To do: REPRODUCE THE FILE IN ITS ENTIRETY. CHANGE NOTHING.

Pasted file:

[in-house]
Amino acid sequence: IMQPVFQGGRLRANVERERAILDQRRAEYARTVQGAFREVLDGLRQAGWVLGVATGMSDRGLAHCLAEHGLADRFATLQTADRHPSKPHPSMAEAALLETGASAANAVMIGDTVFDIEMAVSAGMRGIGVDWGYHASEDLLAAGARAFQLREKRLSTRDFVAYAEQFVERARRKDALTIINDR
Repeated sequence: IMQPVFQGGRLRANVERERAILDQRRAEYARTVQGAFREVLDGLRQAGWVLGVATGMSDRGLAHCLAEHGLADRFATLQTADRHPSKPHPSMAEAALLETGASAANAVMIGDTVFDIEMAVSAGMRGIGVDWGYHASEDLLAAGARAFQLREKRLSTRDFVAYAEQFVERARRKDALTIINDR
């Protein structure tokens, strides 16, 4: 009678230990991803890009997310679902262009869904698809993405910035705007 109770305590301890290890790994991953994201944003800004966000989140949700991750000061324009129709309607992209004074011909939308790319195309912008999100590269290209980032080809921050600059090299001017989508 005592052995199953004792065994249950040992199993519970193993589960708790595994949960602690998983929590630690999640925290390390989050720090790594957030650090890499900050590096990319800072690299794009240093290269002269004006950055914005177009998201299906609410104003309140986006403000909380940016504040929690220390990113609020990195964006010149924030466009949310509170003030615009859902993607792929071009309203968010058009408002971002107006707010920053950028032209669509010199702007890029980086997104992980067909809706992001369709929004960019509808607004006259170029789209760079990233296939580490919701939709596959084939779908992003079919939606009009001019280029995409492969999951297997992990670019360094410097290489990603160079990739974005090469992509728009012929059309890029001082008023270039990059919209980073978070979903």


[in-house]
Amino acid sequence: IMQPVFQGGRLRANVERERAILDQRRAEYARTVQGAFREVLDGLRQAGWVLGVATGMSDRGLAHCLAEHGLADRFATLQTADRHPSKPHPSMAEAALLETGASAANAVMIGDTVFDIEMAVSAGMRGIGVDWGYHASEDLLAAGARAFQLREKRLSTRDFVAYAEQFVERARRKDALTIINDR
Repeated sequence: IMQPVFQGGRLRANVERERAILDQRRAEYARTVQGAFREVLDGLRQAGWVLGVATGMSDRGLAHCLAEHGLADRFATLQTADRHPSKPHPSMAEAALLETGASAANAVMIGDTVFDIEMAVSAGMRGIGVDWGYHASEDLLAAGARAFQLREKRLSTRDFVAYAEQFVERARRKDALTIINDR
């Protein structure tokens, strides 16, 4: 009678230990991803890009997310679902262009869904698809993405910035705007 109770305590301890290890790994991953994201944003800004966000989140949700991750000061324009129709309607992209004074011909939308790319195309912008999100590269290209980032080809921050600059090299001017989508 005592052995199953004792065994249950040992199993519970193993589960708790595994949960602690998983929590630690999640925290390390989050720090790594957030650090890499900050590096990319800072690299794009240093290269002269004006950055914005177009998201299906609410104003309140986006403000909380940016504040929690220390990113609020990195964006010149924030466009949310509170003030615009859902993607792929071009309203968010058009408002971002107006707010920053950028032209669509010199702007890029980086997104992980067909809706992001369709929004960019509808607004006259170029789209760079990233296939580490919701939709596959084939779908992003079919939606009009001019280029995409492969999951297997992990670019360094410097290489990603160079990739974005090469992509728009012929059309890029001082008023270039990059919209980073978070979903």